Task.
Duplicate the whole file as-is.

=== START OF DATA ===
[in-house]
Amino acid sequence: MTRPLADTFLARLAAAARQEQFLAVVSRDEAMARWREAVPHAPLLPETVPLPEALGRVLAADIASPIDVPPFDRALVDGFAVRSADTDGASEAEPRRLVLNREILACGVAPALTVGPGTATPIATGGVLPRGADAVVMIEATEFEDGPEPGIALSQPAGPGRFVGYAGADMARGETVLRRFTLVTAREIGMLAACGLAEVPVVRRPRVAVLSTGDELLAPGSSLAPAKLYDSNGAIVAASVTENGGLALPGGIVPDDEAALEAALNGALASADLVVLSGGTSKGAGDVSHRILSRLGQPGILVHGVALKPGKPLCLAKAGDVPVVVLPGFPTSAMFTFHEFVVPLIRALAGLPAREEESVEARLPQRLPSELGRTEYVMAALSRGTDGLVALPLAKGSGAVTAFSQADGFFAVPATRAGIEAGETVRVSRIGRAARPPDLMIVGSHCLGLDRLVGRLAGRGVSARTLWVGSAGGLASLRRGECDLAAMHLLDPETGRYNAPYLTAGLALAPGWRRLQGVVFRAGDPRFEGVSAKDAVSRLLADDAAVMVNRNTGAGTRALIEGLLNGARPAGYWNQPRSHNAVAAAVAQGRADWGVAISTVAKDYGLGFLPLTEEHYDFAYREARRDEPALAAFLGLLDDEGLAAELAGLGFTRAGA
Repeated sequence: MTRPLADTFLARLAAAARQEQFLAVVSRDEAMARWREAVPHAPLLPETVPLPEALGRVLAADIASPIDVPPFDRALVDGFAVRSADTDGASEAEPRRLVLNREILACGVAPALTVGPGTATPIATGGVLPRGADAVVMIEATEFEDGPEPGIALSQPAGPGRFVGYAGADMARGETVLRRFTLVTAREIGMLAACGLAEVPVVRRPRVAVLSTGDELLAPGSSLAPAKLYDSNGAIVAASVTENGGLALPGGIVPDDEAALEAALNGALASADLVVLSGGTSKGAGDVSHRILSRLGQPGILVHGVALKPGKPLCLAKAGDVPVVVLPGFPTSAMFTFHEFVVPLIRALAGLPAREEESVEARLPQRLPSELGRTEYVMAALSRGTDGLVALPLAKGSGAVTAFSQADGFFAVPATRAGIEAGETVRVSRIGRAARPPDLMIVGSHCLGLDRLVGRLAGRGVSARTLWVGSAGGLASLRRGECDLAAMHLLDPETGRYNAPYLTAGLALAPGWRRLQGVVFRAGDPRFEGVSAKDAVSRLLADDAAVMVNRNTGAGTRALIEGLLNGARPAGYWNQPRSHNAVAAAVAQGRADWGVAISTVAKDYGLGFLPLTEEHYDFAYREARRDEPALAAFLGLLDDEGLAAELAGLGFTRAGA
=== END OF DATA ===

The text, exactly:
[in-house]
Amino acid sequence: MTRPLADTFLARLAAAARQEQFLAVVSRDEAMARWREAVPHAPLLPETVPLPEALGRVLAADIASPIDVPPFDRALVDGFAVRSADTDGASEAEPRRLVLNREILACGVAPALTVGPGTATPIATGGVLPRGADAVVMIEATEFEDGPEPGIALSQPAGPGRFVGYAGADMARGETVLRRFTLVTAREIGMLAACGLAEVPVVRRPRVAVLSTGDELLAPGSSLAPAKLYDSNGAIVAASVTENGGLALPGGIVPDDEAALEAALNGALASADLVVLSGGTSKGAGDVSHRILSRLGQPGILVHGVALKPGKPLCLAKAGDVPVVVLPGFPTSAMFTFHEFVVPLIRALAGLPAREEESVEARLPQRLPSELGRTEYVMAALSRGTDGLVALPLAKGSGAVTAFSQADGFFAVPATRAGIEAGETVRVSRIGRAARPPDLMIVGSHCLGLDRLVGRLAGRGVSARTLWVGSAGGLASLRRGECDLAAMHLLDPETGRYNAPYLTAGLALAPGWRRLQGVVFRAGDPRFEGVSAKDAVSRLLADDAAVMVNRNTGAGTRALIEGLLNGARPAGYWNQPRSHNAVAAAVAQGRADWGVAISTVAKDYGLGFLPLTEEHYDFAYREARRDEPALAAFLGLLDDEGLAAELAGLGFTRAGA
Repeated sequence: MTRPLADTFLARLAAAARQEQFLAVVSRDEAMARWREAVPHAPLLPETVPLPEALGRVLAADIASPIDVPPFDRALVDGFAVRSADTDGASEAEPRRLVLNREILACGVAPALTVGPGTATPIATGGVLPRGADAVVMIEATEFEDGPEPGIALSQPAGPGRFVGYAGADMARGETVLRRFTLVTAREIGMLAACGLAEVPVVRRPRVAVLSTGDELLAPGSSLAPAKLYDSNGAIVAASVTENGGLALPGGIVPDDEAALEAALNGALASADLVVLSGGTSKGAGDVSHRILSRLGQPGILVHGVALKPGKPLCLAKAGDVPVVVLPGFPTSAMFTFHEFVVPLIRALAGLPAREEESVEARLPQRLPSELGRTEYVMAALSRGTDGLVALPLAKGSGAVTAFSQADGFFAVPATRAGIEAGETVRVSRIGRAARPPDLMIVGSHCLGLDRLVGRLAGRGVSARTLWVGSAGGLASLRRGECDLAAMHLLDPETGRYNAPYLTAGLALAPGWRRLQGVVFRAGDPRFEGVSAKDAVSRLLADDAAVMVNRNTGAGTRALIEGLLNGARPAGYWNQPRSHNAVAAAVAQGRADWGVAISTVAKDYGLGFLPLTEEHYDFAYREARRDEPALAAFLGLLDDEGLAAELAGLGFTRAGA